BY MEREDITH KELLER
Published March 22, 2001
Although going to the movies is looked upon as a form of mind-numbing relaxation, it packs in as much Zen as a monster truck rally. Cinema paradiso? I think not. It"s a mad mad mad mad movie world.
From personal space-invading spectators to crunch-happy candy connoisseurs, recent experiences at theaters have been almost as unbearable as the films that are playing. Those who saw "The Mexican" know what I mean. Although I would like to thank the Academy for providing me with images of Brad Pitt"s face the width of a Volkswagen, those baby blue peepers were hardly an adequate penance for the cinema sins committed by the defiant ones in the audience.
Unless you have recently been adopted by Daddy Warbucks, or unless you call 1600 Pennsylvania Avenue home, chances are that a private screening is not in your near future and going to the movies will be a whole community affair. Packed shoulder-to-shoulder with far-from ordinary people, these airtight conditions could give sardines claustrophobia.
Contorting their bodies more than a sideshow act from the greatest show on earth, further adding to these movie-going crimes and misdemeanors, restless patrons strike a number of poses in an attempt to vogue their way into the unattainable comfortable position. Swaying to the rhythms of their bobbing bodies, risking vertigo for a glimpse of the screen, you begin to wish that Dramamine was sold alongside the Kit Kats at the candy counter. And should you happen to sit in front of a Tae Bo devotee, brace yourself for the reflexive roundhouse kicks to your rotator cuff, and keep your fingers crossed that this time the complimentary post-film mint will be replaced by a free neck brace and shiatsu massage. What the pesky patron Billy Blanksing the back of your chair doesn"t know is that they"d better watch out or they could face your wrath with a swift 400 blows to the head!
Despite the unforeseen annoyances of mid-movie motion sickness and post-screening whiplash, what really frosts my cookies about the audience is why, nine times out of ten, this desire to snuggle with strangers continues even in the emptiest of theaters. Why is it that, despite the 148 equally sticky seats that are available, as luck or lust would have it, the next oaf to walk in will decide to park his patootie adjacent to you? And although TRL wisdom would have us believe that "Nobody Wants to be Lonely," I for one did not buy tickets to rub elbows on the armrest, unless of course you are Ricky Martin. But when Bobby America plops down next to you with his fresh from the microwave-hot dog topped by a cesspool of onions, hot peppers, and nacho cheese even the apocalypse now seems more inviting than listening to Bobby hoover-up his jalapenos and excuse his inevitable ass-chatters. Recall the theater is not the ballpark thou shall not covet thy neighbor"s hotdog!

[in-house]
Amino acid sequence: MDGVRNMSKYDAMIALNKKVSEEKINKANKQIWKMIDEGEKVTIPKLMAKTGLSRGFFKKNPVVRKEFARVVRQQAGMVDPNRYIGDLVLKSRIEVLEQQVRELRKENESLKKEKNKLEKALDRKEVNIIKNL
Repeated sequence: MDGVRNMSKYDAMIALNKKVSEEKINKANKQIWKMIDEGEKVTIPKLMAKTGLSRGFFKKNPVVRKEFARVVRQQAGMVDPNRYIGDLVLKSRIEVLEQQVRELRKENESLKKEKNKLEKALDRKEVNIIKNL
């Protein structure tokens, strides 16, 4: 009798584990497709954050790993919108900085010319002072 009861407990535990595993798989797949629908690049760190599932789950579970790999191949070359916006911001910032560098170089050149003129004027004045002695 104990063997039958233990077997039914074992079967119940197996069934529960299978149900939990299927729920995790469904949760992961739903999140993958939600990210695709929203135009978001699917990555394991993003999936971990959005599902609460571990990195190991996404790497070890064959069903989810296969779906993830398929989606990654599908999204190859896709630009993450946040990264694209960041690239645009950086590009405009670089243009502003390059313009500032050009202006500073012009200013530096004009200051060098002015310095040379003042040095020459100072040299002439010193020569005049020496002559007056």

Despite my issues with audience interaction, however, perhaps the roots of all reel-evils can be directly traced back to one seemingly sweet spot the concessions stand. Hades with Heath Bars, this cavity-creating counter serves up just what the already gluttonous and sloth-like average American really needs, a U-haul full of Goobers and a kiddie-pool sized cola while they sit wedged in their seat for the next two hours. Increasing candy quantity exponentially with the length of the films, behemoth boxes of bon bons have become unjustly analogous to the cinema experience. (Rumor has it that somewhere in Oklahoma the new World Record for pole vaulting was set with a stale theater-bought Twizzler.)
Now did we come here to hear your molars grinding up kernels of imitation Orville Redenbacher? No, we paid $7.50 to hear what makes Julia Roberts worth $3,472.22 per second and envy her ability to buy four pairs of Gucci pants with every syllable she utters. So do the right thing - forgo the foodage. Stop swallowing your pride along with your Snowcaps, mind your movie manners, and help put the "Shh" back in shh-owtime.
Meredith can be reached at email@example.com.